Emeryville Council Member Jennifer West's website,emeryvillewest.blogspot.com contains a gross inaccuracy that may have given voters the wrong impression of the cost of the bond financing for the newly passed Measure J, the school rebuild bond.
In an October story about Measure J entitled Financial Considerations For Measure J, Ms West, a Measure J supporter, maintains the total cost of the $95 million bond will likely be $266 million for Emeryville residents, an amount far less than other independent bond analysts claim. To arrive at the lower number posted on the website, it appears that only traditional bond funding was considered. Ms West failed to include the zero coupon bond that will be a part of the financing scheme and those bonds, with their deferred interest are much more expensive than traditional bonds.
Emeryville's Measure J zero coupon bond will be paid back at a nearly 4-1 ratio, very expensive financing compared with traditional bonds and was the chief reason the Oakland Tribune and the Green Party of Alameda County recommended a NO vote on the contentious measure.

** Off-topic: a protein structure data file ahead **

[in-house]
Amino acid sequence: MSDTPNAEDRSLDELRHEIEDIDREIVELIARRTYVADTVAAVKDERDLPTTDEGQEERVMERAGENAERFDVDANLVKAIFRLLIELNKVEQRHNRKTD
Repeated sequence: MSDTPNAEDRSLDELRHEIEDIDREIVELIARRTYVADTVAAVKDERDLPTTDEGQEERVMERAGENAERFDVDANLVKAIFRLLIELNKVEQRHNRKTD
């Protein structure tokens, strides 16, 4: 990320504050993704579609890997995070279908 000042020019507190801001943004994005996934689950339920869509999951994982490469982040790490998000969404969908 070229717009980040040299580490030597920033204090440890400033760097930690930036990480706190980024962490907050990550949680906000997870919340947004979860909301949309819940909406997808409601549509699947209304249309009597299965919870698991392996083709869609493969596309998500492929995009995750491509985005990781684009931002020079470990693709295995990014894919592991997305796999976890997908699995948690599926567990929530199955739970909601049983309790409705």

The actual cost, factoring the zero coupon bond Ms West left out will total about $383 million for Emeryville residents according to the Oakland Tribune and other independent bond analysts.
Council member West obtained her bond information from Khushroo Gheyara, an employee of Caldwell, Flores & Winters the financial "partners" for the school rebuild project. The firm, retained by the school district, provides financial services for school bonds state wide and donated at least $8000 to the Emeryville Measure J campaign. Caldwell, Flores & Winters is under contract with the district and in the wake of the Measure J victory, is expected to receive far more than payback for their $8000 election gamble.
Here is the text from Council member West's website:
"If the bond were sold today, at today’s interest rates, the cost of the bond would be principal plus interest roughly equal to 1.8 times the principal. In other words, with $95 million borrowed, we would pay back the $95 million plus an additional $171 million, or a total of $266 million."